hi @PRH

Why not use the DNS challenge?

You can automate the creation of TXT records

There is currently not plugin for jetty but you can write one yourself

People also open up port 80 temporarily on their firewall to do the renewal as well.

So you are spoilt for choices really on making the challenges work.



I’m using dynamic DNS, so I don’t think I can.

I opened port 80 and did the renewal that way – but it means renewing manually every time. I had hoped to automate it, but it doesn’t seem I can…


the only option i see is to have a pre-hook and post-hook

if your firewall supports API calls you can use this to automate the renewals

what firewall are you running?



The firewall is on my router which has a built-in web server as the control panel. I suppose I could hand-craft some HTTP requests to open and close the port but it doesn’t seem worth the hassle at this point. If nothing changes at the letsencrypt end to make my life easier I might get off my backside and do this, but not yet.

So meantime, once every two or three months, I can open the port, renew, and close it again. From that point on everything is automated – when the certificate date changes, a cron job runs at 3am to build a new JKS keystore, backup and replace the existing keystore, and then restart the server. (It’s also supposed to be possible to get Jetty to reload the new keystore dynamically to avoid restarting at all, but I haven’t managed to get that to work…)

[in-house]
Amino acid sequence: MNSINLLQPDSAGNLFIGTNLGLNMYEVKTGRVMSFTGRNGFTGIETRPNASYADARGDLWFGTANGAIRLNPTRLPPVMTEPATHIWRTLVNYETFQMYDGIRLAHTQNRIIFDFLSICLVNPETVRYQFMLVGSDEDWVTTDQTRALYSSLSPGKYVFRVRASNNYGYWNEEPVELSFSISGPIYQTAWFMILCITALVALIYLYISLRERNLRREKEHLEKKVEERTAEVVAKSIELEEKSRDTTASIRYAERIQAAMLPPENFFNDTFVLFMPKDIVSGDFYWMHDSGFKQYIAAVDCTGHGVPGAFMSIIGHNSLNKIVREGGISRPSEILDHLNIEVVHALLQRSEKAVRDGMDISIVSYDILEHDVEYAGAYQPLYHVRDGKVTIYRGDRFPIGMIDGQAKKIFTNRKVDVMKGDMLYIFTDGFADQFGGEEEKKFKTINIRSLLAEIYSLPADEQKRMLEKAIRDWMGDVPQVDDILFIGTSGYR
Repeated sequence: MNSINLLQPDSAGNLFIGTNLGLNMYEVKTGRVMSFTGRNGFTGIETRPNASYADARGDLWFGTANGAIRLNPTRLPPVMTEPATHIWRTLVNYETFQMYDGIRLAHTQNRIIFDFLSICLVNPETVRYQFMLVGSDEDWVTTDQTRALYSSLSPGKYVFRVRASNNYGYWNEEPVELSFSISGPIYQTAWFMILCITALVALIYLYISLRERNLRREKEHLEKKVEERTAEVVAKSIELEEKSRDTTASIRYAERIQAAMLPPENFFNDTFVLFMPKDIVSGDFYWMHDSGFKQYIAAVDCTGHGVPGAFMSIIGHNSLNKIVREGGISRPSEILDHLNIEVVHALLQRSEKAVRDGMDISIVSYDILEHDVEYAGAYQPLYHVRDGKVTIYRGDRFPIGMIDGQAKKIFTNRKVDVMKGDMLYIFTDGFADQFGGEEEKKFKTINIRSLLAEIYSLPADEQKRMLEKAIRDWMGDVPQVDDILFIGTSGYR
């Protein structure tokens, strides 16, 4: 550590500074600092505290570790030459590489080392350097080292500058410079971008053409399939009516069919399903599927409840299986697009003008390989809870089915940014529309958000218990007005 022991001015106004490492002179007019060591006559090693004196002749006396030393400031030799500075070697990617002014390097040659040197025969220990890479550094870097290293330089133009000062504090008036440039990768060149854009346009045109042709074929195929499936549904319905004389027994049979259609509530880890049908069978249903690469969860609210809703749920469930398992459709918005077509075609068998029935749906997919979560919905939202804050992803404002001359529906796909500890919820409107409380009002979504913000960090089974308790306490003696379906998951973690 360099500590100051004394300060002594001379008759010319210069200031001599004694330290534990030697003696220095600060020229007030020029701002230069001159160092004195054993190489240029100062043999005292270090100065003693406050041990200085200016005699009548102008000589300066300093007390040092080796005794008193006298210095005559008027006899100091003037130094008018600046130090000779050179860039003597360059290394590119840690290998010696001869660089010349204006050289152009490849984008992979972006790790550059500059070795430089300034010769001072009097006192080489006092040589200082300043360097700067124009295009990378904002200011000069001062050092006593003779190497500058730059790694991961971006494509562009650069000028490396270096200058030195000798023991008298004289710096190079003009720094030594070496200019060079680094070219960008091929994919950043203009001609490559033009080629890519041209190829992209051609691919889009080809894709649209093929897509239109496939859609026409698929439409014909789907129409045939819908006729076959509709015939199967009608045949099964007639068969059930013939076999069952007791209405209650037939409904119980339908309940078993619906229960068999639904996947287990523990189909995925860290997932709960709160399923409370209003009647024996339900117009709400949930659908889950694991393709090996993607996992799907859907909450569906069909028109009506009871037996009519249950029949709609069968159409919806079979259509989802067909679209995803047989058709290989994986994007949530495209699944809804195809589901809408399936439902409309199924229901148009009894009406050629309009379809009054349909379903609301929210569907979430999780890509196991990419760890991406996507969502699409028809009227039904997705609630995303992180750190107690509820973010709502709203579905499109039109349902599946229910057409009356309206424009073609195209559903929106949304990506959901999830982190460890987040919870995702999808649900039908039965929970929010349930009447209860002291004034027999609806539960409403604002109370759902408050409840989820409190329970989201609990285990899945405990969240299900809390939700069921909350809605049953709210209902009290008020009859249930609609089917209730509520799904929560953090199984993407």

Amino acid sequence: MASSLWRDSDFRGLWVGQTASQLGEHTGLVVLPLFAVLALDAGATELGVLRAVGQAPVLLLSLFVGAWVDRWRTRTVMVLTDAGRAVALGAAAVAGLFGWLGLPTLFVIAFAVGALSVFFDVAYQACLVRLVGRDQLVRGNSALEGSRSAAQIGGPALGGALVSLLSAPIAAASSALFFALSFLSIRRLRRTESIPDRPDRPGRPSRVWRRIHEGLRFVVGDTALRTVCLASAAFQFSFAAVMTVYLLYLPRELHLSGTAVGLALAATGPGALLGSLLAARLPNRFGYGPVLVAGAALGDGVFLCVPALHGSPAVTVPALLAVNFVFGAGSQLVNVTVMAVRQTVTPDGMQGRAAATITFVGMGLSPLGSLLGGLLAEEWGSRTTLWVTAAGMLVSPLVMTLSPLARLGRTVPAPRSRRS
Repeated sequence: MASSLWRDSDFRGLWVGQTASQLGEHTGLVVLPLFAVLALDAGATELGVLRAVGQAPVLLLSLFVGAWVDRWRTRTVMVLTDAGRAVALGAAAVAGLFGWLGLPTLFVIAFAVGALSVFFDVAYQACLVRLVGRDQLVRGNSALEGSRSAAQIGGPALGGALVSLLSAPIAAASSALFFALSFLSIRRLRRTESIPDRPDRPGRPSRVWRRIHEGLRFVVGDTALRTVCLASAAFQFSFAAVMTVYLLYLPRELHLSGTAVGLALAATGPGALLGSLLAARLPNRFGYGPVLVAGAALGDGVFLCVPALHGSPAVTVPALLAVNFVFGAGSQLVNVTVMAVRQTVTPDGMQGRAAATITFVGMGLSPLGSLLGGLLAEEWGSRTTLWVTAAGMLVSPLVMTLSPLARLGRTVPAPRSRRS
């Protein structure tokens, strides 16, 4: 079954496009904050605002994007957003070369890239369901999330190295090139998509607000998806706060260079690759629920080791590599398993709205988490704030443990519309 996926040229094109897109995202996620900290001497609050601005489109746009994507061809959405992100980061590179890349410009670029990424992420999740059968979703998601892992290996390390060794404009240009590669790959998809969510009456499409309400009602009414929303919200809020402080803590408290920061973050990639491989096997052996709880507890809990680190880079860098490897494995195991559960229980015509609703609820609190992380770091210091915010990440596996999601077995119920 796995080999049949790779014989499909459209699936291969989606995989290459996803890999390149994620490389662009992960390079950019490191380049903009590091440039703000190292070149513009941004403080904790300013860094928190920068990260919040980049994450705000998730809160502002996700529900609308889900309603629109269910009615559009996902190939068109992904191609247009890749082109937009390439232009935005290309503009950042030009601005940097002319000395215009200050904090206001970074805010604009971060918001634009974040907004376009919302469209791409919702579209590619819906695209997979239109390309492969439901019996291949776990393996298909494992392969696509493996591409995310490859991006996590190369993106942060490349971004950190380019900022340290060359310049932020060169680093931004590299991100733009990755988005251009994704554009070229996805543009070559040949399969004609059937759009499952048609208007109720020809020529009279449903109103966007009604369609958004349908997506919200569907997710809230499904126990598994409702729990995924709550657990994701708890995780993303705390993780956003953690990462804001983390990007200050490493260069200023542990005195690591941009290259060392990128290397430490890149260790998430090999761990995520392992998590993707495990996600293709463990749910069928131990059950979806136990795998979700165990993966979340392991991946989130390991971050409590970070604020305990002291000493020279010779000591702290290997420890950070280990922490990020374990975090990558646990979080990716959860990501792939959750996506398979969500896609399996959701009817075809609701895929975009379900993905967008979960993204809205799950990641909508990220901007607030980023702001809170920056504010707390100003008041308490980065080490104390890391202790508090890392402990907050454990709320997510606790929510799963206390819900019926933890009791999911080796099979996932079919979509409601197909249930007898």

I was going to run the renewal as part of the 3am cron as well, with a post-hook to do all the rest, but… oh well.

Meantime, feature request to letsencrypt: PLEASE, guys, if you’re in the business of issuing certificates to encourage people to use HTTPS instead of plaintext HTTP, PLEASE add support for renewal using --webroot on the HTTPS server that the certificate was issued to support!


Hi @PRH,

There was a long discussion in the IETF ACME working group about a proposed HTTPS-01 challenge type which was parallel to HTTP-01 (changing a file served over that protocol). Unfortunately, this method was explicitly rejected by the working group because of security concerns, which I believe had to do with a common default behavior in shared hosting environments that would allow people to get certs for other customers’ domains. So, it won’t be added in its current form.

The particular validation methods that we have are the result of pretty long discussions both at the CA/Browser Forum and IETF, which include a lot of discussion of what could go wrong (typically in shared web hosting environments) with additional methods, so it’s not very simple to add new ones.


OK, glad to hear that there’s a good reason at the back of it somewhere (although I’m still curious as to what the potential security risk is?).

I suppose now I just have to hope that someone develops a Jetty plugin to go alongside the Apache/Nginx ones. (And of course to think about scripting HTTP requests to my router to open & close port 80 in the meantime…)


@schoen would it be possible to use --standalone in http-01 mode and have it bind only to port 80? That would address the issue here - since it sounds like they don’t have anything running on port 80.


Exactly what I did, but I normally don’t have port 80 open, so I had to open it beforehand and close it afterwards.